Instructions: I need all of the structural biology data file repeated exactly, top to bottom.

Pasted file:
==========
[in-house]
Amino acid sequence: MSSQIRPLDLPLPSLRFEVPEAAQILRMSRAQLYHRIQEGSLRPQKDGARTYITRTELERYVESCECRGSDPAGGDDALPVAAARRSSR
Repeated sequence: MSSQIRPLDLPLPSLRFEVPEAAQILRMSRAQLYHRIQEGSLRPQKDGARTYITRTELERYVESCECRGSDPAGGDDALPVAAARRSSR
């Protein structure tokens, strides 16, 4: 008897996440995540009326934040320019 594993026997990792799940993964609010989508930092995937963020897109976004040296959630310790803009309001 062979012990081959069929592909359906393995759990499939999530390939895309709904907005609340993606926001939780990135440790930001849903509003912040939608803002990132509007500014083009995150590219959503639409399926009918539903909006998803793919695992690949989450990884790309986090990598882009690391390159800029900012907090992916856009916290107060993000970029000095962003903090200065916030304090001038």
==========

[in-house]
Amino acid sequence: MSSQIRPLDLPLPSLRFEVPEAAQILRMSRAQLYHRIQEGSLRPQKDGARTYITRTELERYVESCECRGSDPAGGDDALPVAAARRSSR
Repeated sequence: MSSQIRPLDLPLPSLRFEVPEAAQILRMSRAQLYHRIQEGSLRPQKDGARTYITRTELERYVESCECRGSDPAGGDDALPVAAARRSSR
């Protein structure tokens, strides 16, 4: 008897996440995540009326934040320019 594993026997990792799940993964609010989508930092995937963020897109976004040296959630310790803009309001 062979012990081959069929592909359906393995759990499939999530390939895309709904907005609340993606926001939780990135440790930001849903509003912040939608803002990132509007500014083009995150590219959503639409399926009918539903909006998803793919695992690949989450990884790309986090990598882009690391390159800029900012907090992916856009916290107060993000970029000095962003903090200065916030304090001038």